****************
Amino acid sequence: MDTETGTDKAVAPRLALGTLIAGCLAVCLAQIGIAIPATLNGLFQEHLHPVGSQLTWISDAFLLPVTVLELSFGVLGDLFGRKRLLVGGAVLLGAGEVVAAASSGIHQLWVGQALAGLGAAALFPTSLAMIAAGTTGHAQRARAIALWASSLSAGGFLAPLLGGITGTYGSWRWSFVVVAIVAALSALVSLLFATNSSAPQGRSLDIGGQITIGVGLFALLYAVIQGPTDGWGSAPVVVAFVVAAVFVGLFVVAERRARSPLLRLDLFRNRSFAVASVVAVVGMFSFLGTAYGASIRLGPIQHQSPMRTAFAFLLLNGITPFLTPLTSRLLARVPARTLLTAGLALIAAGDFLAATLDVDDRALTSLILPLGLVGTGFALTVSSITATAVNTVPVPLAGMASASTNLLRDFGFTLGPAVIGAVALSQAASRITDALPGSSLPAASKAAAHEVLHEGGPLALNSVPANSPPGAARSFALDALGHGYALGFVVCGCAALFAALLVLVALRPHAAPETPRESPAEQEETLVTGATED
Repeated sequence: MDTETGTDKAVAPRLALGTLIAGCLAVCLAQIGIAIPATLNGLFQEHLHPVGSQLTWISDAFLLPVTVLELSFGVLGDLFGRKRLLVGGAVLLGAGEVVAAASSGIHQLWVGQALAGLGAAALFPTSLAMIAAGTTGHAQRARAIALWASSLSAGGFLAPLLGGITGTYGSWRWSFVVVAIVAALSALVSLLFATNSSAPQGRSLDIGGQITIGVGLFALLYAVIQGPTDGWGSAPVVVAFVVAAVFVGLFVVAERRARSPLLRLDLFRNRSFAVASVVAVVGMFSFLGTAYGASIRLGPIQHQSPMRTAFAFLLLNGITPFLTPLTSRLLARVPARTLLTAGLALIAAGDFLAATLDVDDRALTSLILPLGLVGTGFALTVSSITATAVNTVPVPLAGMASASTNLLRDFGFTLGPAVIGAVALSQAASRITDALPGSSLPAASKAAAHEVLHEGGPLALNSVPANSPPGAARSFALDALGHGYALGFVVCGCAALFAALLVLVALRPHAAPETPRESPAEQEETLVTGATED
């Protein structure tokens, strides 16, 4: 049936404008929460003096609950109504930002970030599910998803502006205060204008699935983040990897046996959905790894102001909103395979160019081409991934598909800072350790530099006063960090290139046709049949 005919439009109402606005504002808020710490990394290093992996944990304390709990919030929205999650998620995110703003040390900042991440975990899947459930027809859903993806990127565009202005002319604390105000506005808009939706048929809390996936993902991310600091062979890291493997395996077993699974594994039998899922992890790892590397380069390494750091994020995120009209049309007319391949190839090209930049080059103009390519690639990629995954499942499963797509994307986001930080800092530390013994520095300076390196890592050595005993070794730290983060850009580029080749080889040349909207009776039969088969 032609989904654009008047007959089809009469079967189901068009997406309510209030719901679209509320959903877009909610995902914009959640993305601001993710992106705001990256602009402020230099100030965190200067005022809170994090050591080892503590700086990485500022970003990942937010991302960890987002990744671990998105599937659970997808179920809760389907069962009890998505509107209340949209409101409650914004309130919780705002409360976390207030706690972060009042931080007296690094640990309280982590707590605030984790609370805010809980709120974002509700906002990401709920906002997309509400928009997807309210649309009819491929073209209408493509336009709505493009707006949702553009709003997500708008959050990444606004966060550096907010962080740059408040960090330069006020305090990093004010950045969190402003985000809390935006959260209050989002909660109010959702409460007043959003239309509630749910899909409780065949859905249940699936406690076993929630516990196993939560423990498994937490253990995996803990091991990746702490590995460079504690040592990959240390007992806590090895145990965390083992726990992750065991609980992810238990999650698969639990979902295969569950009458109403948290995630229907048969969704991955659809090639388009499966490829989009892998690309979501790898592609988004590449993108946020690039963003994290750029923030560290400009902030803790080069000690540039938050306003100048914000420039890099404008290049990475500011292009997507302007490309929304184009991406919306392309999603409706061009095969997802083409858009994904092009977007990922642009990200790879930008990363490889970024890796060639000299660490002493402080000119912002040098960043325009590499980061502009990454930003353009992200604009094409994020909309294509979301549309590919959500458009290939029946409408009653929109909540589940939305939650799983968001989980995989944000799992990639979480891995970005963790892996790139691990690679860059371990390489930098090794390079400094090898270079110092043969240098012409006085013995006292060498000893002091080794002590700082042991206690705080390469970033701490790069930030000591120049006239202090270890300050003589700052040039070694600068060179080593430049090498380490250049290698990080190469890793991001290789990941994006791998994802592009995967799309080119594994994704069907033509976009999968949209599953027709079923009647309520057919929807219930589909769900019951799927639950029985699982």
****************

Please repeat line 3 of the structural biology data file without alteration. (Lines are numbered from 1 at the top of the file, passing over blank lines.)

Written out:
């Protein structure tokens, strides 16, 4: 049936404008929460003096609950109504930002970030599910998803502006205060204008699935983040990897046996959905790894102001909103395979160019081409991934598909800072350790530099006063960090290139046709049949 005919439009109402606005504002808020710490990394290093992996944990304390709990919030929205999650998620995110703003040390900042991440975990899947459930027809859903993806990127565009202005002319604390105000506005808009939706048929809390996936993902991310600091062979890291493997395996077993699974594994039998899922992890790892590397380069390494750091994020995120009209049309007319391949190839090209930049080059103009390519690639990629995954499942499963797509994307986001930080800092530390013994520095300076390196890592050595005993070794730290983060850009580029080749080889040349909207009776039969088969 032609989904654009008047007959089809009469079967189901068009997406309510209030719901679209509320959903877009909610995902914009959640993305601001993710992106705001990256602009402020230099100030965190200067005022809170994090050591080892503590700086990485500022970003990942937010991302960890987002990744671990998105599937659970997808179920809760389907069962009890998505509107209340949209409101409650914004309130919780705002409360976390207030706690972060009042931080007296690094640990309280982590707590605030984790609370805010809980709120974002509700906002990401709920906002997309509400928009997807309210649309009819491929073209209408493509336009709505493009707006949702553009709003997500708008959050990444606004966060550096907010962080740059408040960090330069006020305090990093004010950045969190402003985000809390935006959260209050989002909660109010959702409460007043959003239309509630749910899909409780065949859905249940699936406690076993929630516990196993939560423990498994937490253990995996803990091991990746702490590995460079504690040592990959240390007992806590090895145990965390083992726990992750065991609980992810238990999650698969639990979902295969569950009458109403948290995630229907048969969704991955659809090639388009499966490829989009892998690309979501790898592609988004590449993108946020690039963003994290750029923030560290400009902030803790080069000690540039938050306003100048914000420039890099404008290049990475500011292009997507302007490309929304184009991406919306392309999603409706061009095969997802083409858009994904092009977007990922642009990200790879930008990363490889970024890796060639000299660490002493402080000119912002040098960043325009590499980061502009990454930003353009992200604009094409994020909309294509979301549309590919959500458009290939029946409408009653929109909540589940939305939650799983968001989980995989944000799992990639979480891995970005963790892996790139691990690679860059371990390489930098090794390079400094090898270079110092043969240098012409006085013995006292060498000893002091080794002590700082042991206690705080390469970033701490790069930030000591120049006239202090270890300050003589700052040039070694600068060179080593430049090498380490250049290698990080190469890793991001290789990941994006791998994802592009995967799309080119594994994704069907033509976009999968949209599953027709079923009647309520057919929807219930589909769900019951799927639950029985699982």